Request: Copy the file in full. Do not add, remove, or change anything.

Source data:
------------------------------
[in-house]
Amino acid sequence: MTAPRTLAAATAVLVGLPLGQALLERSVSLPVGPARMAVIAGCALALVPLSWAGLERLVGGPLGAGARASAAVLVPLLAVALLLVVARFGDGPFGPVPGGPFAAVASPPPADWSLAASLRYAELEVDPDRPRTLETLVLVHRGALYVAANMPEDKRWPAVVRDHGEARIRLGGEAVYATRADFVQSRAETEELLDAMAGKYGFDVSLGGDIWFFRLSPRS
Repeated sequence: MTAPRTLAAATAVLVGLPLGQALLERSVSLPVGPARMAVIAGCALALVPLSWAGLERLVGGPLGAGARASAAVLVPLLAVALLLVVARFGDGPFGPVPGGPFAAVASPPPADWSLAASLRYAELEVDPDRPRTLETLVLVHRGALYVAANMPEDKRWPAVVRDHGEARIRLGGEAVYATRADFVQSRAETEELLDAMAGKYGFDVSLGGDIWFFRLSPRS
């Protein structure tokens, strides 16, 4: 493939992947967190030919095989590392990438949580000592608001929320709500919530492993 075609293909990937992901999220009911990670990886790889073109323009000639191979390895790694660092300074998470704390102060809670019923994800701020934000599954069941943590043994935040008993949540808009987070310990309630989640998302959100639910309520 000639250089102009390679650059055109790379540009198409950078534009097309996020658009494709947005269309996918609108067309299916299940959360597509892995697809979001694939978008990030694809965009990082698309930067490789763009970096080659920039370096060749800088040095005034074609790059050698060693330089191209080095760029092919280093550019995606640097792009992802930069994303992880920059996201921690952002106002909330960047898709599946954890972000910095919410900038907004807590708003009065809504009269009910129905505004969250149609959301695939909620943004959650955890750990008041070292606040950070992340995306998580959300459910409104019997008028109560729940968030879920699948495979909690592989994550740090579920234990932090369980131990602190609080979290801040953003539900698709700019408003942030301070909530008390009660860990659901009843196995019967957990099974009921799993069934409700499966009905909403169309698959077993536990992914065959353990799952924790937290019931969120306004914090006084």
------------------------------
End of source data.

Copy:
[in-house]
Amino acid sequence: MTAPRTLAAATAVLVGLPLGQALLERSVSLPVGPARMAVIAGCALALVPLSWAGLERLVGGPLGAGARASAAVLVPLLAVALLLVVARFGDGPFGPVPGGPFAAVASPPPADWSLAASLRYAELEVDPDRPRTLETLVLVHRGALYVAANMPEDKRWPAVVRDHGEARIRLGGEAVYATRADFVQSRAETEELLDAMAGKYGFDVSLGGDIWFFRLSPRS
Repeated sequence: MTAPRTLAAATAVLVGLPLGQALLERSVSLPVGPARMAVIAGCALALVPLSWAGLERLVGGPLGAGARASAAVLVPLLAVALLLVVARFGDGPFGPVPGGPFAAVASPPPADWSLAASLRYAELEVDPDRPRTLETLVLVHRGALYVAANMPEDKRWPAVVRDHGEARIRLGGEAVYATRADFVQSRAETEELLDAMAGKYGFDVSLGGDIWFFRLSPRS
């Protein structure tokens, strides 16, 4: 493939992947967190030919095989590392990438949580000592608001929320709500919530492993 075609293909990937992901999220009911990670990886790889073109323009000639191979390895790694660092300074998470704390102060809670019923994800701020934000599954069941943590043994935040008993949540808009987070310990309630989640998302959100639910309520 000639250089102009390679650059055109790379540009198409950078534009097309996020658009494709947005269309996918609108067309299916299940959360597509892995697809979001694939978008990030694809965009990082698309930067490789763009970096080659920039370096060749800088040095005034074609790059050698060693330089191209080095760029092919280093550019995606640097792009992802930069994303992880920059996201921690952002106002909330960047898709599946954890972000910095919410900038907004807590708003009065809504009269009910129905505004969250149609959301695939909620943004959650955890750990008041070292606040950070992340995306998580959300459910409104019997008028109560729940968030879920699948495979909690592989994550740090579920234990932090369980131990602190609080979290801040953003539900698709700019408003942030301070909530008390009660860990659901009843196995019967957990099974009921799993069934409700499966009905909403169309698959077993536990992914065959353990799952924790937290019931969120306004914090006084």